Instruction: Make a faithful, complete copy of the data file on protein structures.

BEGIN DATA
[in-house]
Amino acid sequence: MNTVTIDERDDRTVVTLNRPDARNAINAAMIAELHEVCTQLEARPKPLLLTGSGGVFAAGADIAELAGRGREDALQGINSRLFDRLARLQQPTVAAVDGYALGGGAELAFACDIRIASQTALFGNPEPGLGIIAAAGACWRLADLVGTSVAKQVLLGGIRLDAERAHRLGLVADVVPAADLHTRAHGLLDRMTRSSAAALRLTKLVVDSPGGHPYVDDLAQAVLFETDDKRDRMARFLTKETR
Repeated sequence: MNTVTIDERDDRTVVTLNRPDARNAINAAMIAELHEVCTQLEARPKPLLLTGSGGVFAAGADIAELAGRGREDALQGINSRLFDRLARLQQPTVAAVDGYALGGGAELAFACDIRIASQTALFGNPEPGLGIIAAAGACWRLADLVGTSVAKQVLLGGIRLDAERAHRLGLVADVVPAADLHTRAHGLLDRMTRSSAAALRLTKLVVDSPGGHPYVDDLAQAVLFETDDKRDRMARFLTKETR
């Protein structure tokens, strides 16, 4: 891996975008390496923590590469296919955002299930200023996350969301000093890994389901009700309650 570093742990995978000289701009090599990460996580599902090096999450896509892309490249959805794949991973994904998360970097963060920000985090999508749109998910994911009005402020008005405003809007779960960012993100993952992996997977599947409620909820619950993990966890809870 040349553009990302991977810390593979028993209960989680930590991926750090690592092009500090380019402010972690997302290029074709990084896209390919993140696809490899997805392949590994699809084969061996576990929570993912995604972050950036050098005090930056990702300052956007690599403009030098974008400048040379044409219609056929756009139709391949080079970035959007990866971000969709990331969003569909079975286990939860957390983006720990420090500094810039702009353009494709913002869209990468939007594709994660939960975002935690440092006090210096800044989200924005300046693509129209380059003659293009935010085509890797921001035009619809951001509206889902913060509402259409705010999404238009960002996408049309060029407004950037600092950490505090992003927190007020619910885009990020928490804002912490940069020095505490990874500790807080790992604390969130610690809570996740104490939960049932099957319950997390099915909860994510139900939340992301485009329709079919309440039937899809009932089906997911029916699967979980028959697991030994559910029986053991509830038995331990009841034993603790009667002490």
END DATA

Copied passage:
[in-house]
Amino acid sequence: MNTVTIDERDDRTVVTLNRPDARNAINAAMIAELHEVCTQLEARPKPLLLTGSGGVFAAGADIAELAGRGREDALQGINSRLFDRLARLQQPTVAAVDGYALGGGAELAFACDIRIASQTALFGNPEPGLGIIAAAGACWRLADLVGTSVAKQVLLGGIRLDAERAHRLGLVADVVPAADLHTRAHGLLDRMTRSSAAALRLTKLVVDSPGGHPYVDDLAQAVLFETDDKRDRMARFLTKETR
Repeated sequence: MNTVTIDERDDRTVVTLNRPDARNAINAAMIAELHEVCTQLEARPKPLLLTGSGGVFAAGADIAELAGRGREDALQGINSRLFDRLARLQQPTVAAVDGYALGGGAELAFACDIRIASQTALFGNPEPGLGIIAAAGACWRLADLVGTSVAKQVLLGGIRLDAERAHRLGLVADVVPAADLHTRAHGLLDRMTRSSAAALRLTKLVVDSPGGHPYVDDLAQAVLFETDDKRDRMARFLTKETR
């Protein structure tokens, strides 16, 4: 891996975008390496923590590469296919955002299930200023996350969301000093890994389901009700309650 570093742990995978000289701009090599990460996580599902090096999450896509892309490249959805794949991973994904998360970097963060920000985090999508749109998910994911009005402020008005405003809007779960960012993100993952992996997977599947409620909820619950993990966890809870 040349553009990302991977810390593979028993209960989680930590991926750090690592092009500090380019402010972690997302290029074709990084896209390919993140696809490899997805392949590994699809084969061996576990929570993912995604972050950036050098005090930056990702300052956007690599403009030098974008400048040379044409219609056929756009139709391949080079970035959007990866971000969709990331969003569909079975286990939860957390983006720990420090500094810039702009353009494709913002869209990468939007594709994660939960975002935690440092006090210096800044989200924005300046693509129209380059003659293009935010085509890797921001035009619809951001509206889902913060509402259409705010999404238009960002996408049309060029407004950037600092950490505090992003927190007020619910885009990020928490804002912490940069020095505490990874500790807080790992604390969130610690809570996740104490939960049932099957319950997390099915909860994510139900939340992301485009329709079919309440039937899809009932089906997911029916699967979980028959697991030994559910029986053991509830038995331990009841034993603790009667002490």